Router market dips 6 percent in Q2

Worldwide router sales in the second quarter declined 6 percent sequentially to US$1.5 billion, according to the latest figures from Dell'Oro Group'Inc. Declines in higher-end routers -- those greater than or equal to 1G bit/sec -- offset gains in the lower-end.

The low-end router segment -- those less than or equal to 900M bit/sec and supporting WAN connection speeds up to T1/E1 -- was the only segment with increasing sales in total and for all vendors, according to Dell'Oro. At the very high end, unit shipments were level; however, sales declined as a result of users shifting away from expensive high-speed ports -- OC-192/STM-64 and OC-48/STM-16 -- to low-speed ports: OC-3/STM-1 and Ethernet.

The leader continues to be Cisco Systems Inc., which saw its revenue decline 6 percent from the first quarter, to $1.32 billion. But Cisco appears to have gained more than 2 percent share from the 85.5 percent it had in that quarter.

No. 2 Juniper Networks Inc.'s sales dipped 10 percent to $94 million. The company's share remained about flat, dipping only 0.1 percent.

No. 3 Unisphere Networks Inc., which was acquired by Juniper in May, saw its sales dive 22 percent sequentially, according to Dell'Oro.

In edge/aggregation routers specifically, worldwide sales totaled $471.6 million in the second quarter, which is about flat with the first, according to Dell'Oro competitor Infonetics Research.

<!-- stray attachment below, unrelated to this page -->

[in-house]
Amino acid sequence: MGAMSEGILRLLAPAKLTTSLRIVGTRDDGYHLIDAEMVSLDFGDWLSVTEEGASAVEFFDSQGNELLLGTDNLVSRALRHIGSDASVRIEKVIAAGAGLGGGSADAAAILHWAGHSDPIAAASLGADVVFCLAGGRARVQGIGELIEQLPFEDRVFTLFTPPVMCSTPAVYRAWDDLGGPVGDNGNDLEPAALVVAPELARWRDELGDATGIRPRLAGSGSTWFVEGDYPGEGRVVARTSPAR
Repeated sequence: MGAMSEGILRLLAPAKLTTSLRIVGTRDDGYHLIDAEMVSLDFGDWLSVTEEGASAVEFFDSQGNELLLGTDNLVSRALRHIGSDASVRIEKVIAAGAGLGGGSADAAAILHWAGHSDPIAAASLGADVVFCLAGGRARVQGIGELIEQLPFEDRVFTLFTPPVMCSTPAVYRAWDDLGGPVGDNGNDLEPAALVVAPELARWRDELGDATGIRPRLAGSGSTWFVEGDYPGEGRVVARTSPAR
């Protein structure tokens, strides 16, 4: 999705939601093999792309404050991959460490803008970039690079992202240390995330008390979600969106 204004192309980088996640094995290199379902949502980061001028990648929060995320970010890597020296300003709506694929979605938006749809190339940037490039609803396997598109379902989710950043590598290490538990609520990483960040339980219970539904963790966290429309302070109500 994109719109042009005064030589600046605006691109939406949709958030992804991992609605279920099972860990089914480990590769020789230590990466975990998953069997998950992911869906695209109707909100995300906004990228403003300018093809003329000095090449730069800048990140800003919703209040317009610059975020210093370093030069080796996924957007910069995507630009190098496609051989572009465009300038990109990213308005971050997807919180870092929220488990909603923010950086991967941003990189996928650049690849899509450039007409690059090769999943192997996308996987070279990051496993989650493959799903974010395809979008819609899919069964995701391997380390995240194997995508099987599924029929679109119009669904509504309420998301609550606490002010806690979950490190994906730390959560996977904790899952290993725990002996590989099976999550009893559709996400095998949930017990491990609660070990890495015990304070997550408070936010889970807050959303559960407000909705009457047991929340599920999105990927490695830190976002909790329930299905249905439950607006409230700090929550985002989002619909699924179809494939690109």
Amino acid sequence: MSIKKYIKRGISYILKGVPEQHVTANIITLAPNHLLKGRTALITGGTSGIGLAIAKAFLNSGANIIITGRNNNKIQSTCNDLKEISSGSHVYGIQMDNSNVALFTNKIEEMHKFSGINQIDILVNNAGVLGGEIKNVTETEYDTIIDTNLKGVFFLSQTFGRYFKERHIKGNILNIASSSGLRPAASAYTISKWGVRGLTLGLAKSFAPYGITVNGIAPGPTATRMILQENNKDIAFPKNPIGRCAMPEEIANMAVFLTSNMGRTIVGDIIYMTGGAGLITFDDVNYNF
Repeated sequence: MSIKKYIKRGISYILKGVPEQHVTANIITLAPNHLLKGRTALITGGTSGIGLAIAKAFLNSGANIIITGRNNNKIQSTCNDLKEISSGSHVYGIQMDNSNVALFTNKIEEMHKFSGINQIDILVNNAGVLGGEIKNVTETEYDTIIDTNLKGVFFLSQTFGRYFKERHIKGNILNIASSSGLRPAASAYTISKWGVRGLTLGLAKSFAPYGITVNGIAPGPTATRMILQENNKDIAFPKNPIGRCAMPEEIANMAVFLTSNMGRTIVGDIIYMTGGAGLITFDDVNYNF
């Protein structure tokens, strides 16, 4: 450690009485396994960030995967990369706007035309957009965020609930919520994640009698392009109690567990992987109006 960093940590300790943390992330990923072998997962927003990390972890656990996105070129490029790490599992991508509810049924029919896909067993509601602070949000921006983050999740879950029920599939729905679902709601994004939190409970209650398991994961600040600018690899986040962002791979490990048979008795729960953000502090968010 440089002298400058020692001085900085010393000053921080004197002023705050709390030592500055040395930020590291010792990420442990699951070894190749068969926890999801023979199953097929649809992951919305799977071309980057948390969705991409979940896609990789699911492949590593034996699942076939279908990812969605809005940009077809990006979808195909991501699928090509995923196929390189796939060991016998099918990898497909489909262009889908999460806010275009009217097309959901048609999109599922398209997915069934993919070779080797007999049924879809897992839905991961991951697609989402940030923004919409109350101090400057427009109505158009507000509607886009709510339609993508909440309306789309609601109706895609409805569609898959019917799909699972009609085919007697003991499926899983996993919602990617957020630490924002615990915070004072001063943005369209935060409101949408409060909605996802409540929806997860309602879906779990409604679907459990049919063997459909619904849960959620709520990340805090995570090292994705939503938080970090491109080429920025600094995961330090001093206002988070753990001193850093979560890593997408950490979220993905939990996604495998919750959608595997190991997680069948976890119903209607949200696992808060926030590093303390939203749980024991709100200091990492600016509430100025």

Cisco's revenue grew 14 percent. The company achieved 67 percent market share in the second quarter, its highest level since 2000, Infonetics found.

Juniper and Unisphere's combined market share is 14 percent, according to Infonetics. For all of 2002, Infonetics expects the edge/aggregation market to total $1.9 billion, a 25 percent increase from 2001.

A major trend emerging in edge/aggregation is the imminent overlap of this class of routers with IP services routers, Infonetics says. Vendors are adding firewalls, IPSec blades, MPLS-based service capabilities, and more QoS functionality to make their edge/aggregation routers service-rich.

This will pit the aggregation devices directly against IP services routers, which until now owned the firewall, VPN tunneling and MPLS/QoS domain, Infonetics says.

"As these products develop into the same breed, competition will get fierce, and not all products -- or companies -- will survive the battle," says Infonetics Analyst Kevin Mitchell.

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